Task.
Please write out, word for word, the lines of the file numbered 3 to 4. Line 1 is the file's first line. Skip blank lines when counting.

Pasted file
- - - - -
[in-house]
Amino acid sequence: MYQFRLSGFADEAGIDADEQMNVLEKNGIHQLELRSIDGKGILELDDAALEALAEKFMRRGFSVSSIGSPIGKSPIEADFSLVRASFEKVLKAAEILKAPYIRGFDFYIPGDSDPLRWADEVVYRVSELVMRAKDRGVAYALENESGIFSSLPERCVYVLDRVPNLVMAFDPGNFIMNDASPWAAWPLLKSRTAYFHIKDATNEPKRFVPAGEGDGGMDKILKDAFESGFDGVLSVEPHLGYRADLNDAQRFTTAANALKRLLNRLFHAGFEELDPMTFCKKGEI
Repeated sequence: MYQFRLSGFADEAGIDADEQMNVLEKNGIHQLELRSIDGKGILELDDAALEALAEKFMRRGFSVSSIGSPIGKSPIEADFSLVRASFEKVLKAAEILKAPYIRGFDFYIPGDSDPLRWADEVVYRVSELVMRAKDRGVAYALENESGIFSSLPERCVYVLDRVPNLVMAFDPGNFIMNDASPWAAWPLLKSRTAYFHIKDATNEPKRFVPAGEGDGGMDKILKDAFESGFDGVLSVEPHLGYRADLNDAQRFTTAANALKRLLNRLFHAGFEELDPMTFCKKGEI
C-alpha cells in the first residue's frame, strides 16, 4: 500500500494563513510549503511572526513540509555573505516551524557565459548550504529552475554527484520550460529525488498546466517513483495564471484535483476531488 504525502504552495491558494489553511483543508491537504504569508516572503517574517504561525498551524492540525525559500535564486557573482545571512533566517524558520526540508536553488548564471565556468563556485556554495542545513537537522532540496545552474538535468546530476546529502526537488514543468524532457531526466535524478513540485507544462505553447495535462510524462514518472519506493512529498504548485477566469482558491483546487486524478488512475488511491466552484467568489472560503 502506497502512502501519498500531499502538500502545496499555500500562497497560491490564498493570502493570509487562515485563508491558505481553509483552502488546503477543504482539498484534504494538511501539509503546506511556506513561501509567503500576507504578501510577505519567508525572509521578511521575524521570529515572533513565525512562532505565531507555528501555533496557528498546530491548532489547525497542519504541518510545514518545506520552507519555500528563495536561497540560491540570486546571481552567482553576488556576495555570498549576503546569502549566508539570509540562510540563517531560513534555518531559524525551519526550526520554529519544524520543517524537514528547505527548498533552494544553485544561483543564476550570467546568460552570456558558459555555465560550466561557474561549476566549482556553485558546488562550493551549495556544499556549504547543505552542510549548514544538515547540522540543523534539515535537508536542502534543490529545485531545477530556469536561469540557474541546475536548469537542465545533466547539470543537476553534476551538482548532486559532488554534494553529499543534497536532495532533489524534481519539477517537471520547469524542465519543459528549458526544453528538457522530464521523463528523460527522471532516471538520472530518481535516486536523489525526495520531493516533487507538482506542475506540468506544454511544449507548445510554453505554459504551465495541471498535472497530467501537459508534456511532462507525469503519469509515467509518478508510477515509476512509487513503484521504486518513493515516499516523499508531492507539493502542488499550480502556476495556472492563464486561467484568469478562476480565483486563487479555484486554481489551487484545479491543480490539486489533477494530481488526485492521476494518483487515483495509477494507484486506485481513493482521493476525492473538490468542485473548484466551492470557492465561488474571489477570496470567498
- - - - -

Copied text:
Repeated sequence: MYQFRLSGFADEAGIDADEQMNVLEKNGIHQLELRSIDGKGILELDDAALEALAEKFMRRGFSVSSIGSPIGKSPIEADFSLVRASFEKVLKAAEILKAPYIRGFDFYIPGDSDPLRWADEVVYRVSELVMRAKDRGVAYALENESGIFSSLPERCVYVLDRVPNLVMAFDPGNFIMNDASPWAAWPLLKSRTAYFHIKDATNEPKRFVPAGEGDGGMDKILKDAFESGFDGVLSVEPHLGYRADLNDAQRFTTAANALKRLLNRLFHAGFEELDPMTFCKKGEI
C-alpha cells in the first residue's frame, strides 16, 4: 500500500494563513510549503511572526513540509555573505516551524557565459548550504529552475554527484520550460529525488498546466517513483495564471484535483476531488 504525502504552495491558494489553511483543508491537504504569508516572503517574517504561525498551524492540525525559500535564486557573482545571512533566517524558520526540508536553488548564471565556468563556485556554495542545513537537522532540496545552474538535468546530476546529502526537488514543468524532457531526466535524478513540485507544462505553447495535462510524462514518472519506493512529498504548485477566469482558491483546487486524478488512475488511491466552484467568489472560503 502506497502512502501519498500531499502538500502545496499555500500562497497560491490564498493570502493570509487562515485563508491558505481553509483552502488546503477543504482539498484534504494538511501539509503546506511556506513561501509567503500576507504578501510577505519567508525572509521578511521575524521570529515572533513565525512562532505565531507555528501555533496557528498546530491548532489547525497542519504541518510545514518545506520552507519555500528563495536561497540560491540570486546571481552567482553576488556576495555570498549576503546569502549566508539570509540562510540563517531560513534555518531559524525551519526550526520554529519544524520543517524537514528547505527548498533552494544553485544561483543564476550570467546568460552570456558558459555555465560550466561557474561549476566549482556553485558546488562550493551549495556544499556549504547543505552542510549548514544538515547540522540543523534539515535537508536542502534543490529545485531545477530556469536561469540557474541546475536548469537542465545533466547539470543537476553534476551538482548532486559532488554534494553529499543534497536532495532533489524534481519539477517537471520547469524542465519543459528549458526544453528538457522530464521523463528523460527522471532516471538520472530518481535516486536523489525526495520531493516533487507538482506542475506540468506544454511544449507548445510554453505554459504551465495541471498535472497530467501537459508534456511532462507525469503519469509515467509518478508510477515509476512509487513503484521504486518513493515516499516523499508531492507539493502542488499550480502556476495556472492563464486561467484568469478562476480565483486563487479555484486554481489551487484545479491543480490539486489533477494530481488526485492521476494518483487515483495509477494507484486506485481513493482521493476525492473538490468542485473548484466551492470557492465561488474571489477570496470567498